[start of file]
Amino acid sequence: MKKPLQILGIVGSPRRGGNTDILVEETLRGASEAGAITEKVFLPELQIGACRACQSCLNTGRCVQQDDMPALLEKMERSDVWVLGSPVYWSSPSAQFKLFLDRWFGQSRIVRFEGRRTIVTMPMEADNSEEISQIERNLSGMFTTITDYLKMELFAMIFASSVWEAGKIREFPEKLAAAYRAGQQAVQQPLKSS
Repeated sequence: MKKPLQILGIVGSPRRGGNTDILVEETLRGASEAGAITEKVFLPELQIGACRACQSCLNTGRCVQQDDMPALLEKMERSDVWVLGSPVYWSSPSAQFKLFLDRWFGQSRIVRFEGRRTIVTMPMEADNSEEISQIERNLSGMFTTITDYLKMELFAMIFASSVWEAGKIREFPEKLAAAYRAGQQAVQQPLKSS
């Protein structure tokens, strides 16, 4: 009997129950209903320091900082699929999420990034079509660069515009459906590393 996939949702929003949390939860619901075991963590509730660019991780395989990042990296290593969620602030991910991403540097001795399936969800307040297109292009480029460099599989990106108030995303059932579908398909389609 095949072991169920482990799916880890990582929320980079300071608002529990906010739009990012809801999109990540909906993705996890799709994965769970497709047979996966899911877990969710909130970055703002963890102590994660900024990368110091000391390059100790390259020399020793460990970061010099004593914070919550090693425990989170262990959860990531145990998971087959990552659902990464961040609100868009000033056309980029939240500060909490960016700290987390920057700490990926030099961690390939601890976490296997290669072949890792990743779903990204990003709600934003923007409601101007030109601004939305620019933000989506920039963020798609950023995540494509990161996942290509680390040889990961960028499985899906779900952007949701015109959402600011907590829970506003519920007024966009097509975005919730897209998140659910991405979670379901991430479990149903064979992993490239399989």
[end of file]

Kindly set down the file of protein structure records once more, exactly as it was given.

Amino acid sequence: MKKPLQILGIVGSPRRGGNTDILVEETLRGASEAGAITEKVFLPELQIGACRACQSCLNTGRCVQQDDMPALLEKMERSDVWVLGSPVYWSSPSAQFKLFLDRWFGQSRIVRFEGRRTIVTMPMEADNSEEISQIERNLSGMFTTITDYLKMELFAMIFASSVWEAGKIREFPEKLAAAYRAGQQAVQQPLKSS
Repeated sequence: MKKPLQILGIVGSPRRGGNTDILVEETLRGASEAGAITEKVFLPELQIGACRACQSCLNTGRCVQQDDMPALLEKMERSDVWVLGSPVYWSSPSAQFKLFLDRWFGQSRIVRFEGRRTIVTMPMEADNSEEISQIERNLSGMFTTITDYLKMELFAMIFASSVWEAGKIREFPEKLAAAYRAGQQAVQQPLKSS
């Protein structure tokens, strides 16, 4: 009997129950209903320091900082699929999420990034079509660069515009459906590393 996939949702929003949390939860619901075991963590509730660019991780395989990042990296290593969620602030991910991403540097001795399936969800307040297109292009480029460099599989990106108030995303059932579908398909389609 095949072991169920482990799916880890990582929320980079300071608002529990906010739009990012809801999109990540909906993705996890799709994965769970497709047979996966899911877990969710909130970055703002963890102590994660900024990368110091000391390059100790390259020399020793460990970061010099004593914070919550090693425990989170262990959860990531145990998971087959990552659902990464961040609100868009000033056309980029939240500060909490960016700290987390920057700490990926030099961690390939601890976490296997290669072949890792990743779903990204990003709600934003923007409601101007030109601004939305620019933000989506920039963020798609950023995540494509990161996942290509680390040889990961960028499985899906779900952007949701015109959402600011907590829970506003519920007024966009097509975005919730897209998140659910991405979670379901991430479990149903064979992993490239399989």